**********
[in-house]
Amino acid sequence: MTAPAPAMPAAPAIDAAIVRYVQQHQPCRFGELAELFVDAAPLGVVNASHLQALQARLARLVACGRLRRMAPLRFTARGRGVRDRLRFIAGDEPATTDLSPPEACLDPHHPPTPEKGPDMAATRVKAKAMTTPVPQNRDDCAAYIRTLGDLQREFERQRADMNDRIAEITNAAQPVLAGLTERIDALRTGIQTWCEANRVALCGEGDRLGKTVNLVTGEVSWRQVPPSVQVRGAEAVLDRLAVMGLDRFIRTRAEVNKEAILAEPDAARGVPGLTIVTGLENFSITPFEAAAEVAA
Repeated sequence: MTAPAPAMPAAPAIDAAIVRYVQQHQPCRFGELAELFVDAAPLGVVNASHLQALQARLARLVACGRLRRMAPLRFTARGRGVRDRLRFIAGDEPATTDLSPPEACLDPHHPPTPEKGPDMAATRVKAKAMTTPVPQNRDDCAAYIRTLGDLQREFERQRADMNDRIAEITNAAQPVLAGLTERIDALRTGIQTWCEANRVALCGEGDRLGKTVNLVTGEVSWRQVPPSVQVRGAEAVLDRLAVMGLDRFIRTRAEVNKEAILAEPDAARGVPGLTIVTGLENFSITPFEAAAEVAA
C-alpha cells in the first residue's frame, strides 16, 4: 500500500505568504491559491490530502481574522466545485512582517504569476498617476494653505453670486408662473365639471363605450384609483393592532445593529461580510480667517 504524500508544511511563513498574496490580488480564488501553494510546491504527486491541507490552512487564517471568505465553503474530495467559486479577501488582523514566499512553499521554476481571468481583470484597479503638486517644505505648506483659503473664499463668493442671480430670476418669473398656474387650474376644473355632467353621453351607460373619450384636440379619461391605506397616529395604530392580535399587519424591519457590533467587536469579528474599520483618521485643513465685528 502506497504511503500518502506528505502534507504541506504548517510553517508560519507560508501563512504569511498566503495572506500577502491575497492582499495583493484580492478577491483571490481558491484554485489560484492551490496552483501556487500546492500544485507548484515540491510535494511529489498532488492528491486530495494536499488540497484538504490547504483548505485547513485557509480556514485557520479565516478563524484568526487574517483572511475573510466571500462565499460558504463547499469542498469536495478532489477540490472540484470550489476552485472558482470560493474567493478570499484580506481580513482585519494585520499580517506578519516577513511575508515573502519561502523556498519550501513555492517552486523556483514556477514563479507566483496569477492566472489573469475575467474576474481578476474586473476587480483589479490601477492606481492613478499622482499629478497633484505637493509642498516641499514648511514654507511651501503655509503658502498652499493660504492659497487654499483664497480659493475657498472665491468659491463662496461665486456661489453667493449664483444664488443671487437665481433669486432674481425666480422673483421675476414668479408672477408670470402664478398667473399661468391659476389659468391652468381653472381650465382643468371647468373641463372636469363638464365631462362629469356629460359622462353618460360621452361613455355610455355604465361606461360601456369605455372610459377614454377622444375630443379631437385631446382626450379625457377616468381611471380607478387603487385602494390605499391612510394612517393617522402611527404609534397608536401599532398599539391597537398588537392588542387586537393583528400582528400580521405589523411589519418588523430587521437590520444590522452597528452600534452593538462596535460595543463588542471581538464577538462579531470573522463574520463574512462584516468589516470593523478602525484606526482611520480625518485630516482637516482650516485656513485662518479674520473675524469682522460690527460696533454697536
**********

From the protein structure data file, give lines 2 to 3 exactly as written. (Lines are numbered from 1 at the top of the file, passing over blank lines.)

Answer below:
Amino acid sequence: MTAPAPAMPAAPAIDAAIVRYVQQHQPCRFGELAELFVDAAPLGVVNASHLQALQARLARLVACGRLRRMAPLRFTARGRGVRDRLRFIAGDEPATTDLSPPEACLDPHHPPTPEKGPDMAATRVKAKAMTTPVPQNRDDCAAYIRTLGDLQREFERQRADMNDRIAEITNAAQPVLAGLTERIDALRTGIQTWCEANRVALCGEGDRLGKTVNLVTGEVSWRQVPPSVQVRGAEAVLDRLAVMGLDRFIRTRAEVNKEAILAEPDAARGVPGLTIVTGLENFSITPFEAAAEVAA
Repeated sequence: MTAPAPAMPAAPAIDAAIVRYVQQHQPCRFGELAELFVDAAPLGVVNASHLQALQARLARLVACGRLRRMAPLRFTARGRGVRDRLRFIAGDEPATTDLSPPEACLDPHHPPTPEKGPDMAATRVKAKAMTTPVPQNRDDCAAYIRTLGDLQREFERQRADMNDRIAEITNAAQPVLAGLTERIDALRTGIQTWCEANRVALCGEGDRLGKTVNLVTGEVSWRQVPPSVQVRGAEAVLDRLAVMGLDRFIRTRAEVNKEAILAEPDAARGVPGLTIVTGLENFSITPFEAAAEVAA